Montgomery Co. resources to help you avoid ‘being ripped off’ at the car mechanic

Summer is ahead, and for many, so are long road trips. Last summer, 97% of vacations were taken by car, according to AAA.

These long road trips take a toll on vehicles — which end up in the mechanic’s shop sooner or later.

In Montgomery County, officials are reminding drivers to look out for scams at car repair shops and to remember that their rights as consumers are protected under Maryland law.

“It is important that the relationship between consumers and car repair operations be one of excellent service, respect, trust and transparency,” County Executive Marc Elrich said in a release.

The knowledge gap between a car mechanic and an average driver can be vast — leaving room for the mechanic to take advantage of an unknowing customer. But Maryland State Commercial Law has rules to limit such scams:

  • Estimates for work of more than $25 must be given upon request.
  • The final bill must be within 10 percent of the estimate — unless the customer is notified.
  • Customer authorizations (whether written or oral) are required.
  • Used or rebuilt parts are to be identified in the estimate.
  • The customer’s description of the problem, or requests for repair, must be included.
  • A detailed invoice identifying the customer and vehicle, including the odometer reading, is to be provided upon completion of repairs.

If a driver does have an issue with a mechanic or their work, it’s important that the customer keep tabs on the entire repair process, officials said.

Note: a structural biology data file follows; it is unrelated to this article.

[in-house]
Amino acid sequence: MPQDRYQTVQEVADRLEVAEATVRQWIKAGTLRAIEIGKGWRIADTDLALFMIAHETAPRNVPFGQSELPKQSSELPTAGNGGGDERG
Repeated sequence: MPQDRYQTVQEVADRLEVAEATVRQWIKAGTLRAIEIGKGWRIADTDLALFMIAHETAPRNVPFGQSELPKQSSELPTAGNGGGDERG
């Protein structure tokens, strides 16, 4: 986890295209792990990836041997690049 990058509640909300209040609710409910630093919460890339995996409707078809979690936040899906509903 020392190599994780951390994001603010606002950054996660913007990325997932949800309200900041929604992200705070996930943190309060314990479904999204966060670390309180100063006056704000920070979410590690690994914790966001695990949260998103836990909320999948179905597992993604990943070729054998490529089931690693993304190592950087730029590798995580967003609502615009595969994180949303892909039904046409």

“We recommend that you keep any replaced parts and your receipts,” said David Elswick, an auto investigator for Montgomery County’s Office of Consumer Protection, in a news release.

“Having repairs made by another shop will complicate your complaint and, in many cases, will result in the need to pursue the matter through court.”

Elswick added that it’s best to “give the repairing shop a ‘reasonable’ number of attempts to correct problems,” if you have issues with their repair work.

If the problem persists, drivers can report the issue to the Maryland Office of Consumer Protection.

“When there is a dispute, it is important for residents to be aware that there are resources available by our outstanding Office of Consumer Protection that can help resolve them,” Elrich said.

“I encourage all residents to utilize our Office of Consumer Protection whenever they feel like they are being ripped off or scammed by any business — especially when it comes to potentially expensive automotive services.”

More information about how to address issues with a vehicle repair shop can be found online.

Luke Garrett

Luke Garrett is a D.C. native dedicated to journalism. He is a reporter and the creator, host and producer of the original WTOP podcast, “DMV Download.” The podcast debuted in 2022. On the show, Garrett takes a weekly look at the biggest stories and ideas in the D.C. region.

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